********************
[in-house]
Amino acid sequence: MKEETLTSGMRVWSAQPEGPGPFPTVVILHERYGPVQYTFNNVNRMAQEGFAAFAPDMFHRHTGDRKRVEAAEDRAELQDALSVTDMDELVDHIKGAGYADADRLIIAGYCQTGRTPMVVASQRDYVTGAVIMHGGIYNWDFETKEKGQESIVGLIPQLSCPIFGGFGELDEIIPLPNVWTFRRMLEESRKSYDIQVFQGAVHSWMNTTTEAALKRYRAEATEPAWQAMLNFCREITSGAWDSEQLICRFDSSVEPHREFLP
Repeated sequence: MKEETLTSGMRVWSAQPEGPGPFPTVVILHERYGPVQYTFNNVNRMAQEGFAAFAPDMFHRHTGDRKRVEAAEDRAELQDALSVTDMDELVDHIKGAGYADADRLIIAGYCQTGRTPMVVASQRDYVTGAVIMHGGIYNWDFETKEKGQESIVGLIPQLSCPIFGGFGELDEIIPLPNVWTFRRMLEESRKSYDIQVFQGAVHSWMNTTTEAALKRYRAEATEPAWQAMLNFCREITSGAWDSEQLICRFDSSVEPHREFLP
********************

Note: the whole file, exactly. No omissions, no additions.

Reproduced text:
[in-house]
Amino acid sequence: MKEETLTSGMRVWSAQPEGPGPFPTVVILHERYGPVQYTFNNVNRMAQEGFAAFAPDMFHRHTGDRKRVEAAEDRAELQDALSVTDMDELVDHIKGAGYADADRLIIAGYCQTGRTPMVVASQRDYVTGAVIMHGGIYNWDFETKEKGQESIVGLIPQLSCPIFGGFGELDEIIPLPNVWTFRRMLEESRKSYDIQVFQGAVHSWMNTTTEAALKRYRAEATEPAWQAMLNFCREITSGAWDSEQLICRFDSSVEPHREFLP
Repeated sequence: MKEETLTSGMRVWSAQPEGPGPFPTVVILHERYGPVQYTFNNVNRMAQEGFAAFAPDMFHRHTGDRKRVEAAEDRAELQDALSVTDMDELVDHIKGAGYADADRLIIAGYCQTGRTPMVVASQRDYVTGAVIMHGGIYNWDFETKEKGQESIVGLIPQLSCPIFGGFGELDEIIPLPNVWTFRRMLEESRKSYDIQVFQGAVHSWMNTTTEAALKRYRAEATEPAWQAMLNFCREITSGAWDSEQLICRFDSSVEPHREFLP